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Beer, Sridevi And Counter-Terrorism: An Evening With KPS Gill

The Punjab supercop will never be forgotten.

29/05/2017 12:10 PM IST | Updated 29/05/2017 3:05 PM IST
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I remember KPS Gill, the Punjab supercop who passed away in Delhi on Friday of kidney failure and heart disease at 82, visiting Bombay in January 1994. He was at that time the Director General of Punjab Police. And if he died at 82, he must have been 58 then. Which I thought was retirement age. But enterprising chief ministers in Assam, Gujarat and Chhattisgarh successfully sought Gill's policing expertise and dynamic leadership to tackle violence, insurgency and terrorism in their states long after that. As did the beleaguered Sri Lankan government at the height of the bloody Liberation Tigers of Tamil Eelam (LTTE) movement in that troubled country.

Gill cut an impressive figure, even majestic. He was tall, almost painfully thin, and slightly stooped, the fierce granite-like face framed in silver grey whiskers and beard. I think Amitabh Bachchan borrowed his look for his film Major Saab in 1998. The Rotary Club in Bombay had declared him its 'Man of Destiny' and was felicitating Gill in the city. Not to be outdone, the Punjabi actors of Bollywood led by Dara Singh called him their 'Hero of Heroes' and had a boisterous and starry reception for the distinguished policeman at a suburban five star hotel.

Whatever happens, we do not go in for cosmetics. Instructions are: find out the killer, run him down, if possible arrest him, or kill him! KPS Gill

Gill was put up at the Taj. And he was giving interviews there. He was savvy with the ways of the media and had the Joint Director (Films & Police) of the Punjab government's Public Relations Department fixing these interviews. This fellow, a flamboyant Sardarji by the name of B. I. S. Chahal, had all the heartiness of a happy Punjabi. Gill's suite was guarded by commandoes of the Punjab Police. He was credited with rooting out militancy in Punjab and was on the death list of the dreaded Khalistani terrorists. He sat inside, stylishly dressed in a black suit and pink turban, intelligently engaging Bombay's journos in a spirited discussion on a wide range of subjects that interested him.

He was sophisticated, articulate, and had quiet manners. Mr. Chahal was ebullient. At 5 o'clock in the evening, he insisted on serving beer or whisky as refreshments. Somebody pointed out that it was too early and the day was still bright. Mr. Chahal would not be denied. He energetically sprang to his feet and pulled the drapes. "Now it is dark, you can drink!" he said, dramatically sealing the argument. And beer was served. Gill did not seem to mind. He sat comfortably drinking from a big tankard. It left him with a frothy beer moustache after every sip that he carefully wiped with a large hand.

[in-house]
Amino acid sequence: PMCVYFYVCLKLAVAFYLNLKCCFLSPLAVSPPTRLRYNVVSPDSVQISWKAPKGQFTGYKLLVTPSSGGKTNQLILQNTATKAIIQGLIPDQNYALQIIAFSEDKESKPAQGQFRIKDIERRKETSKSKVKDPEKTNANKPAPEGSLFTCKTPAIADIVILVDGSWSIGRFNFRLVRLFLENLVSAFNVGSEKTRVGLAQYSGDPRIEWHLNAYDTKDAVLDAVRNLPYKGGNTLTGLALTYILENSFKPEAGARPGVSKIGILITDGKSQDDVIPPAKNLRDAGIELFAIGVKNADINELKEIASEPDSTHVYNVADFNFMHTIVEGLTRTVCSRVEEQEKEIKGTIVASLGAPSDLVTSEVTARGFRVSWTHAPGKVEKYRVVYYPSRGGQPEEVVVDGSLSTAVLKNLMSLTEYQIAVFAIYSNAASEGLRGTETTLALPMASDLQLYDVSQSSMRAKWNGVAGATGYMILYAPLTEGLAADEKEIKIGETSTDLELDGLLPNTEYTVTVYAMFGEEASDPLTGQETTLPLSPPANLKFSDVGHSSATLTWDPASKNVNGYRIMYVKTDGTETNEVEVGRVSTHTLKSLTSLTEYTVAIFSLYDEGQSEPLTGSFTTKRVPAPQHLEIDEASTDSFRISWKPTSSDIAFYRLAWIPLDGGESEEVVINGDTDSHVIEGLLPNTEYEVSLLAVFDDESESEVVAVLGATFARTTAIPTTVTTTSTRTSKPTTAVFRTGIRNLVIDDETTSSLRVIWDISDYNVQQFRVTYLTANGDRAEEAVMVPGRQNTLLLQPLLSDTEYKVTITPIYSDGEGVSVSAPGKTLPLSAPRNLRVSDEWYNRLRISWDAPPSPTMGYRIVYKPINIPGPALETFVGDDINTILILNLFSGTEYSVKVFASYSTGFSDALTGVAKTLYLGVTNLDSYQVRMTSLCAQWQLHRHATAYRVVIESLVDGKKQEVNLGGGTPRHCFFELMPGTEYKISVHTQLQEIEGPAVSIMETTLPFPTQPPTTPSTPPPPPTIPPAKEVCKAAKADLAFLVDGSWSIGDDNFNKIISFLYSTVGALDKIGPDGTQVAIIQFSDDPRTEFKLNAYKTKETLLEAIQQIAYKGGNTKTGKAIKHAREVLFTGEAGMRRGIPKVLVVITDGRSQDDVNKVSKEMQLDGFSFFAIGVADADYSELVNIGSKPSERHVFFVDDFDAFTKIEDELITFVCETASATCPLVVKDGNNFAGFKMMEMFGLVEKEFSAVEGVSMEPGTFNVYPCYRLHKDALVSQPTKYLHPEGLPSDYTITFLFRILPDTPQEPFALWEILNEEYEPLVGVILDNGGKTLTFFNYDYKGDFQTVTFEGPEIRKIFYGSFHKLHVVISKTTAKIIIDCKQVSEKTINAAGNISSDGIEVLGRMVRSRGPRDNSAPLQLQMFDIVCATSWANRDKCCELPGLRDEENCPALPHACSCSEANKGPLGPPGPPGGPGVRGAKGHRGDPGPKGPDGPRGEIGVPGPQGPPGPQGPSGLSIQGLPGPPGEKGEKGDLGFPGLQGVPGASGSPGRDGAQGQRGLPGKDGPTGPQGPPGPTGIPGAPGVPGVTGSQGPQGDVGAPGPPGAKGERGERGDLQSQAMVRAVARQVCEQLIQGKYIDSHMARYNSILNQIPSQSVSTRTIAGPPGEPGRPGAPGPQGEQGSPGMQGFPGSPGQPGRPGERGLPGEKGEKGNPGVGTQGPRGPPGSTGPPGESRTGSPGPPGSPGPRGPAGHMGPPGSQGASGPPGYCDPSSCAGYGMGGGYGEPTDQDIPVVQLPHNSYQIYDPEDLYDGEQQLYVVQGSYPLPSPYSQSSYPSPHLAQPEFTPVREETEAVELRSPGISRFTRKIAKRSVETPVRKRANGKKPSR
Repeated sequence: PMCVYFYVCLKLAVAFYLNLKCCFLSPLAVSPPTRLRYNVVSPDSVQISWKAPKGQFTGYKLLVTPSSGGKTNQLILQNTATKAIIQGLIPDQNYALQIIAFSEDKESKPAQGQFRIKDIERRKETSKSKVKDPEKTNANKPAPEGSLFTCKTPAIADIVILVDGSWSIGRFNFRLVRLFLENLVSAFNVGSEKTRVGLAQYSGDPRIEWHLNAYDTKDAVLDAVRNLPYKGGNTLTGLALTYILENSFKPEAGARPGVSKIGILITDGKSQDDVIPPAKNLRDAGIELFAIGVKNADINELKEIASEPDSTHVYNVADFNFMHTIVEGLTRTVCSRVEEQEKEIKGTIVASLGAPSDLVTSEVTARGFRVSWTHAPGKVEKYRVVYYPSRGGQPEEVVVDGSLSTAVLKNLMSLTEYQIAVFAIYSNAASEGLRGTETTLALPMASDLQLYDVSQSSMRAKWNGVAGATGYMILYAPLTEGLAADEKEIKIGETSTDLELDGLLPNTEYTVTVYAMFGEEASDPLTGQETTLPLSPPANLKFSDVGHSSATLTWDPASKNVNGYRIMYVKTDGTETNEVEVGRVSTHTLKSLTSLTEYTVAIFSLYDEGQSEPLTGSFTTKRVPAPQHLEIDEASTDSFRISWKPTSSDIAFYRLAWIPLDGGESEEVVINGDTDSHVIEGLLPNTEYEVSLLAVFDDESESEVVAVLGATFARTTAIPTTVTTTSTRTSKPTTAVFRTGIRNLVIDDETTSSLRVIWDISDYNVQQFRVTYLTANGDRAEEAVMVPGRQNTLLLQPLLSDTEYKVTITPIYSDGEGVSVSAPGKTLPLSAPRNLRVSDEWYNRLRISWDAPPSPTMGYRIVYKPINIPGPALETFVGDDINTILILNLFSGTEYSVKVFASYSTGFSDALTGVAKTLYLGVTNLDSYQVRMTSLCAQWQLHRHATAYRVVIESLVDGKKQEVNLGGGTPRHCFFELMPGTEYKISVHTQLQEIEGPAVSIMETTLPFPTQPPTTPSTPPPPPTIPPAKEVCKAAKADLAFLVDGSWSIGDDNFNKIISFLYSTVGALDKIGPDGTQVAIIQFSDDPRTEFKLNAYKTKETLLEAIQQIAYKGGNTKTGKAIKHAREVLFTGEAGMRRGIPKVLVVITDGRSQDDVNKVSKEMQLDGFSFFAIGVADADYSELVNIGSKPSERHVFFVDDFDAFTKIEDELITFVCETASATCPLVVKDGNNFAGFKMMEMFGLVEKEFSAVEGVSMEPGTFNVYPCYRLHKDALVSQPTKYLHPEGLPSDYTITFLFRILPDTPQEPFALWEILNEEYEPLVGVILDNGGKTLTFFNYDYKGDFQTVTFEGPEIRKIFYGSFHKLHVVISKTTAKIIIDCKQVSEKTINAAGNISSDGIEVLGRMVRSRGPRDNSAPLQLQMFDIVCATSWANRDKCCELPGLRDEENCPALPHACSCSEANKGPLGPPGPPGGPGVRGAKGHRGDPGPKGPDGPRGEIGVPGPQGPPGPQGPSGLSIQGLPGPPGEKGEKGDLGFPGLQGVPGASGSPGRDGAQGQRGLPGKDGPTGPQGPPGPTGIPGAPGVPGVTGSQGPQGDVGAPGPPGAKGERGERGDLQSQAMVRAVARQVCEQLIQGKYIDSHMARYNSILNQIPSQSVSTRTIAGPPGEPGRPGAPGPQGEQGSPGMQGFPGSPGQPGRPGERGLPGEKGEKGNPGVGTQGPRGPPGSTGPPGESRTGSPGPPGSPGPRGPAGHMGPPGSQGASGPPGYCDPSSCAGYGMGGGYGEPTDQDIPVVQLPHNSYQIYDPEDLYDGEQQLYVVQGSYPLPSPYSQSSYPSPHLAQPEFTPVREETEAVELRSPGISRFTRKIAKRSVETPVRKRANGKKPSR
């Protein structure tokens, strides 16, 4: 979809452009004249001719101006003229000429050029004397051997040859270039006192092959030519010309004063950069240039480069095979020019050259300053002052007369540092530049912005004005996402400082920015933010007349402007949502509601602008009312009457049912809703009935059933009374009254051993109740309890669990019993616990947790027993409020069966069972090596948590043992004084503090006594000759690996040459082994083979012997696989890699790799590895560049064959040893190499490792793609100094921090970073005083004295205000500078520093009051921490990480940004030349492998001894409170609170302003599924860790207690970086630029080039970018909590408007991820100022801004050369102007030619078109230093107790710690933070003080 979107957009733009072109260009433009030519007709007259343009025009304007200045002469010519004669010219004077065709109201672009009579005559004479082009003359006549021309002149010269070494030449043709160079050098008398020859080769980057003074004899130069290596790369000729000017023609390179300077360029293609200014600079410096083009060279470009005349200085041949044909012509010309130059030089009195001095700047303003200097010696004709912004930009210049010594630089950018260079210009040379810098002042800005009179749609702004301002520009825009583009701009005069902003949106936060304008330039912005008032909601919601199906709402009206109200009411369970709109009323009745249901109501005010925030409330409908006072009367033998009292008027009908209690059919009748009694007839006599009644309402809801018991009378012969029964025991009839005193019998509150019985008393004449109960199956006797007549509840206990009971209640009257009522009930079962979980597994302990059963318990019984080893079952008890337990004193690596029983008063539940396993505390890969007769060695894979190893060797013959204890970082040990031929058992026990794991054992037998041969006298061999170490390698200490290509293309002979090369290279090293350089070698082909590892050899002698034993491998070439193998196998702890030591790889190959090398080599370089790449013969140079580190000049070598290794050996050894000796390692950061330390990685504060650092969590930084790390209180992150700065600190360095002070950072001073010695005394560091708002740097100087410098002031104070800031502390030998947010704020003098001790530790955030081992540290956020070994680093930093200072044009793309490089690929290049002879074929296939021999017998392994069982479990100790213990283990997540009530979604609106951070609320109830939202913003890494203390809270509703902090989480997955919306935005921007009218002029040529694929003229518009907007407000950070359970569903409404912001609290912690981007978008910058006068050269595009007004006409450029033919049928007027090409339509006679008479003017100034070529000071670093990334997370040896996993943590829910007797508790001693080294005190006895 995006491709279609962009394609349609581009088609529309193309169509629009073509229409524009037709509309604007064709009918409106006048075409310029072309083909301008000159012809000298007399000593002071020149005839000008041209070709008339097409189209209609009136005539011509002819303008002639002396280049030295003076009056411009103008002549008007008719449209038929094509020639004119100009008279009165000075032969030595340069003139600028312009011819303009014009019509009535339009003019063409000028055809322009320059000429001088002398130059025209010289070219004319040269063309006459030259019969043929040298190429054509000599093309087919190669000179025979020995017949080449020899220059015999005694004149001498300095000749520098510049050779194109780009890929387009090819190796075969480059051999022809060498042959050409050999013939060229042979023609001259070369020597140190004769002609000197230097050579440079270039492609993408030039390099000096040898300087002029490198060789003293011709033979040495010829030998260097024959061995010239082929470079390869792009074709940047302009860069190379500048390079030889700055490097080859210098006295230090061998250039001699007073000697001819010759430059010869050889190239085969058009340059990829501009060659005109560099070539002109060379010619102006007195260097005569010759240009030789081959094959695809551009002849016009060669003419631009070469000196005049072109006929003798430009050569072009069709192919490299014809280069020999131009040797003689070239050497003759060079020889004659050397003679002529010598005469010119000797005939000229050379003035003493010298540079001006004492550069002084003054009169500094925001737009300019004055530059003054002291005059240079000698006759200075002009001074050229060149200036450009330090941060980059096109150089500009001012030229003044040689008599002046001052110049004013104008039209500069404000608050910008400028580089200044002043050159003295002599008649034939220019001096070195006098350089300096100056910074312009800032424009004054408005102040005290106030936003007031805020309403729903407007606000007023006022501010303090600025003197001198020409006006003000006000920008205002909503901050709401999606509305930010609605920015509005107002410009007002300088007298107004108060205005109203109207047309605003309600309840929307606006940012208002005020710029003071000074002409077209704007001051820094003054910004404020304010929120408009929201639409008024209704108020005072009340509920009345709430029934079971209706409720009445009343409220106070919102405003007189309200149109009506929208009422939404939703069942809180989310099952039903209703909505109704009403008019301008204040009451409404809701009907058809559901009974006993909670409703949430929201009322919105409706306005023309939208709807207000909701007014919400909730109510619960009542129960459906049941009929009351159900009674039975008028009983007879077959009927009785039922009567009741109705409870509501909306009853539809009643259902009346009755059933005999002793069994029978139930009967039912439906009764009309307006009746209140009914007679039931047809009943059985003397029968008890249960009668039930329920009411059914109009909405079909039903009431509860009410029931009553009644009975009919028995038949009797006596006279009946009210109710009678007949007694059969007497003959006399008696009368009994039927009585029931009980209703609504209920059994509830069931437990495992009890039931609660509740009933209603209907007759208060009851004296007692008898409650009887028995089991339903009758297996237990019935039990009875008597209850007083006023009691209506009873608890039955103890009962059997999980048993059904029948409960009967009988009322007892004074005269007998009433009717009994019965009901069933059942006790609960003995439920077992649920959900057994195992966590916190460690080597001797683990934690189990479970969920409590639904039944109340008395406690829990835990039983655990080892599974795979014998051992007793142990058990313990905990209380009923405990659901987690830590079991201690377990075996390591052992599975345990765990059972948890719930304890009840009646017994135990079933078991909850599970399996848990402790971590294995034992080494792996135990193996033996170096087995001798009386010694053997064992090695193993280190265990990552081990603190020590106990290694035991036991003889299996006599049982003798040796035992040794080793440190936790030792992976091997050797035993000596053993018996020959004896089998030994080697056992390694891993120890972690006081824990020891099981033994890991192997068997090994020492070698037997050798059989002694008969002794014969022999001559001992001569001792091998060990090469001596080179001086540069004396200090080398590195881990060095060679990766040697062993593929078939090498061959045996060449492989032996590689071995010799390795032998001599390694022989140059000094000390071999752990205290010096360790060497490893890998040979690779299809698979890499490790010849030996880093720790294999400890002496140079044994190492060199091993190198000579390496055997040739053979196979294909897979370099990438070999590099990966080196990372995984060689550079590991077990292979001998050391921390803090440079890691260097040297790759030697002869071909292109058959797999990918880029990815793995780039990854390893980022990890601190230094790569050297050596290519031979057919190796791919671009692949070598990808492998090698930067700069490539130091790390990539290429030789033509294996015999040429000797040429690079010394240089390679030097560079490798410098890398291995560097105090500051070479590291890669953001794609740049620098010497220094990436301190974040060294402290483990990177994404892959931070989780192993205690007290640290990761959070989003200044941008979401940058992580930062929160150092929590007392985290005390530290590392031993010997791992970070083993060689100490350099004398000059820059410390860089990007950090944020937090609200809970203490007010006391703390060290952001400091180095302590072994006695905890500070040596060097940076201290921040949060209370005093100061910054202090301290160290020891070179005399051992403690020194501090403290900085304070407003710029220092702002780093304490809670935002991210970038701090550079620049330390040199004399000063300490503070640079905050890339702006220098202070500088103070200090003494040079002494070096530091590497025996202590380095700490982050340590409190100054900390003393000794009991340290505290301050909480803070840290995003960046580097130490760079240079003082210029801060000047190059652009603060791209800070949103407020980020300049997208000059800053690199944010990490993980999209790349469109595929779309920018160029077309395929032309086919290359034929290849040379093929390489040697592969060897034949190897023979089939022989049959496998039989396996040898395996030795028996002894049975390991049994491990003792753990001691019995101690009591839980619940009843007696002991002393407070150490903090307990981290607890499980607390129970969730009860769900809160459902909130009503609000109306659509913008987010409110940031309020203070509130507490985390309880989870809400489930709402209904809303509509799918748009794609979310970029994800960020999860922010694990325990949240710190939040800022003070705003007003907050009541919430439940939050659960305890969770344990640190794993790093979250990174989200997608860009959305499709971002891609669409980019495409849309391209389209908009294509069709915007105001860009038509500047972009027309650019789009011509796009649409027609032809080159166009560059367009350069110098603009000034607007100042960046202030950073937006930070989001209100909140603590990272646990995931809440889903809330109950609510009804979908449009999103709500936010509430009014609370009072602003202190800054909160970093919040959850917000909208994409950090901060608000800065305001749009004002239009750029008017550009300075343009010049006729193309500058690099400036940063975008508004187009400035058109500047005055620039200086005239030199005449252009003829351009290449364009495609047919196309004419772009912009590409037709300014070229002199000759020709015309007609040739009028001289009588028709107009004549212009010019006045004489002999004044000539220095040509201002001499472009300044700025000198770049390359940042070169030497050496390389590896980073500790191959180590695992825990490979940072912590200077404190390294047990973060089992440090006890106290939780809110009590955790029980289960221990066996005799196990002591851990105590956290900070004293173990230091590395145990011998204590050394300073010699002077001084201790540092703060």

It appeared he was looking forward to the Bollywood party at night. Somebody asked him who his favourite Hindi film actress was. After careful consideration, Gill surprisingly replied, "Sridevi!" Later he explained, "I know only the old actresses. But if I mentioned some of them, the journalists would probably not know who I am talking about. At the same time, I could not name any young actresses because I do not know them. I said Sridevi because I had seen some of her films recently and knew her name." I don't know how Sridevi must have taken this. She was then only 31. And Gill had innocently put her between the old forgotten actresses of yesteryears and the young starlets who were just making their debuts in Bollywood. But later, the newspapers reported that the tough-as-nails supercop was a fan of Sridevi. I don't know how Gill took that, too.

I never discontinued anything that Mr. [Julio] Ribeiro had done. I just added to it, built on it, but his was the basis. KPS Gill

Terrorism, of course, was the main question of the evening. Gill forcefully said the 'Supercop' title was not his alone. He handsomely shared it with former Bombay Police Commissioner Julio Ribeiro who was the Director General of Punjab Police before him. "I never discontinued anything that Mr. Ribeiro had done," he said. "I just added to it, built on it, but his was the basis." Terrorism was no longer active in the state. "But a gang in the terai in UP recently decided to come back and visit us. We dealt with them effectively," he said. "Whatever happens, we do not go in for cosmetics. Instructions are: find out the killer, run him down, if possible arrest him, or kill him!"

Mr. Chahal then collared the story enthusiastically. "You should see Punjab now, business is bursting, the economy is exploding, the pent up energy of the people of Punjab is coming out," he declared. Gill was more constructive. "There has been a change of heart among the people," he admitted, "the Sikhs are outgoing, friendly, modernistic in their outlook, that's why the fundamentalists did not succeed in Punjab. The people are fed up with terrorism and violence, they want to live in peace. They have realised that all this is interfering with the state's progress and their own. Punjab is absolutely safe now. You should come and see for yourself. We can arrange a trip for you."

That was the cue for the jovial and eager Mr. Chahal to takeover the proceedings again. He immediately began to make plans and take down names. "Come next week," he said cheerfully, "come to Delhi, we will send a Punjab Police helicopter to pick you up." But K. P. S. Gill, with a dreamy look on his craggy face, said quietly and more reasonably, "It is winter in Punjab, it will be too cold now, come at the time of Baisakhi." Now there are no more Baisakhis left for the Punjab supercop to celebrate. RIP.

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